Judge Richard Seeborg of the Northern District of California recently considered the question of whether corporate directors may control the venue for shareholder derivative actions brought against them by adopting a bylaw—after the alleged wrongdoing—requiring such cases to be filed in a particular forum. In denying Oracle Corporation’s (Oracle) motion to dismiss a shareholders derivative lawsuit for improper venue, Judge Seeborg ruled that they may not. The court observed that “the venue provision was unilaterally adopted by the directors who are defendants in this action, after the majority of the purported wrongdoing is alleged to have occurred and without consent of the existing shareholders who acquired their shares when no such bylaw was in effect.” Prince v. Berg, 3:10-cv-094233 (N.D. Cal. Jan. 3, 2011)
In Berg, the plaintiff-shareholders alleged that between 1998 and 2006, Oracle made sales of software and licenses to the US government totaling approximately $1.08 billion. They further alleged that through a variety of fraudulent and improper practices, Oracle failed to apply certain discounts to which the government was contractually and legally entitled, resulting in millions of dollars of overcharges.1 As a result, plaintiffs sued the Oracle directors for breach of fiduciary duty and abuse of control.
In 2006—after the alleged overbilling scheme took place, but before this action was filed—Oracle’s Board of Directors amended the corporate bylaws to add a provision requiring derivative lawsuits to be brought exclusively in Delaware Chancery Court. Notably, all of the directors subsequently named as individual defendants in the above-referenced action were present at the meeting and approved the resolution.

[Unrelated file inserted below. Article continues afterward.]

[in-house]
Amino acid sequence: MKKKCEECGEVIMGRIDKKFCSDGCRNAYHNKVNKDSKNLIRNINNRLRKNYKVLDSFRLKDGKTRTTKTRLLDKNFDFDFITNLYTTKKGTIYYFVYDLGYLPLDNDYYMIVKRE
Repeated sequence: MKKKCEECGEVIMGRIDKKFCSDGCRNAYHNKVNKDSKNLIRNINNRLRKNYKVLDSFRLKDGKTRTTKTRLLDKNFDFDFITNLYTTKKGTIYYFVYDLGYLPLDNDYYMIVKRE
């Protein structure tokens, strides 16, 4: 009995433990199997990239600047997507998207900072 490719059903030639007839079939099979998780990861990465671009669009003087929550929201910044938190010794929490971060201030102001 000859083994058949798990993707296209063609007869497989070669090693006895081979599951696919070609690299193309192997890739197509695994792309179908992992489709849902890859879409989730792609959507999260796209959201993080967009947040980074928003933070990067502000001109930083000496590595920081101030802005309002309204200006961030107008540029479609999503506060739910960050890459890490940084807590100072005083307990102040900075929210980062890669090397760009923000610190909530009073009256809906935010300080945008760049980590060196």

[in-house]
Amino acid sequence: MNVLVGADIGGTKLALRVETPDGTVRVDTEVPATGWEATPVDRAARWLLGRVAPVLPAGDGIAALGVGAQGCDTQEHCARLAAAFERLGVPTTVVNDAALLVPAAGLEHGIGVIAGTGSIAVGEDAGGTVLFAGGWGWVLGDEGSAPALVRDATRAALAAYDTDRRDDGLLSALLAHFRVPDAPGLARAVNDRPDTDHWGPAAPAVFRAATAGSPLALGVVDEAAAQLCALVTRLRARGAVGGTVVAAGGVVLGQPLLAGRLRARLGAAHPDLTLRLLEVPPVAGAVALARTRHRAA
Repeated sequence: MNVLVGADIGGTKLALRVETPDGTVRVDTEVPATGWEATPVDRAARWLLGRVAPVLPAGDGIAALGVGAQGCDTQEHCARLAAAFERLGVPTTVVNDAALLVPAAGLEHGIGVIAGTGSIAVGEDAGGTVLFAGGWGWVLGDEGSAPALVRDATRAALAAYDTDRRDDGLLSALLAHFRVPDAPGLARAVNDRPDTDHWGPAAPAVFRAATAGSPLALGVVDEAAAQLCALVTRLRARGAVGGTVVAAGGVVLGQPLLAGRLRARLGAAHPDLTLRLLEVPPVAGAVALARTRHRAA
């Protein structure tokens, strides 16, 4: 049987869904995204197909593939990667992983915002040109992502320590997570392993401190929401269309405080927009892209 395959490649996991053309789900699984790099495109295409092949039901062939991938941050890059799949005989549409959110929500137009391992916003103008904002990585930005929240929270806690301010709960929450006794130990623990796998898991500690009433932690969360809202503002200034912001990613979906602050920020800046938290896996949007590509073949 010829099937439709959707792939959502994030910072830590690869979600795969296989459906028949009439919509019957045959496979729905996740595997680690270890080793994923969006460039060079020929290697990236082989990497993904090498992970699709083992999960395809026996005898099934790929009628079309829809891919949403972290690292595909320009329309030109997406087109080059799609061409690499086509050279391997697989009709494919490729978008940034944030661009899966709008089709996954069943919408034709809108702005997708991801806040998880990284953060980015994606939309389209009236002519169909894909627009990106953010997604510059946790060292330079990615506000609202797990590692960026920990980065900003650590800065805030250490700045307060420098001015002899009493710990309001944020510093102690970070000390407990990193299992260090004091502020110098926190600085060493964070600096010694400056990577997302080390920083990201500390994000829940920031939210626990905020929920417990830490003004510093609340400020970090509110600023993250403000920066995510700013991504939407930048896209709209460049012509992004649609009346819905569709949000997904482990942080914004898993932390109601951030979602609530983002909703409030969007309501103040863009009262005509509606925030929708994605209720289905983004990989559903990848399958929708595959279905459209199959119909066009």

The defendants argued that the corporate bylaws should be treated as any other contract, and they relied on the Ninth Circuit’s presumption of enforceability of forum-selection clauses in contracts. According to this presumption of enforceability, forum-selection clauses must be given effect unless there is a showing that: (i) its incorporation into the contract was the result of fraud, undue influence or overweening bargaining power; (ii) the selected forum is so gravely difficult and inconvenient that the complaining party will for all practical purposes be deprived of its day in court; or (iii) enforcement of the clause would contravene a strong public policy of the forum in which the suit is brought. These factors are referred to as the so-called Argueta factors.2
The court rejected the defendants’ argument. Although, under contract law, a party’s consent to a written agreement may serve as consent to all the terms therein, including a venue selection clause, “it does not follow that a contracting party may thereafter unilaterally add or modify contractual provisions.” The court noted that “[t]o whatever degree bylaws may generally be contractual in nature, however, Oracle here seeks to rely on principles of corporate law with respect to how its bylaws could be amended.” (emphasis in original)
The defendants could not cite any contract case upholding a venue provision that was inserted by unilateral amendment into an existing contract, and the court observed that “Oracle cannot persuasively contend that its bylaws are like any other contract … while simultaneously arguing that it was permitted under corporate law to amend those bylaws in a manner that it could not have achieved under contract law.” Unlike a true bilateral contract, the court continued, “the venue provision was unilaterally adopted by the directors who are defendants in this action, after the majority of the purported wrongdoing is alleged to have occurred, and without the consent of existing shareholders who acquired their shares when no such bylaw was in effect.”
As this is a case of first impression, future decisions will clarify the law in this area, particularly if the Delaware Chancery Court opines on the matter. But for now, if a board of directors wishes to adopt a protective venue provision, it should not wait until it becomes aware of the possibility of derivative claims.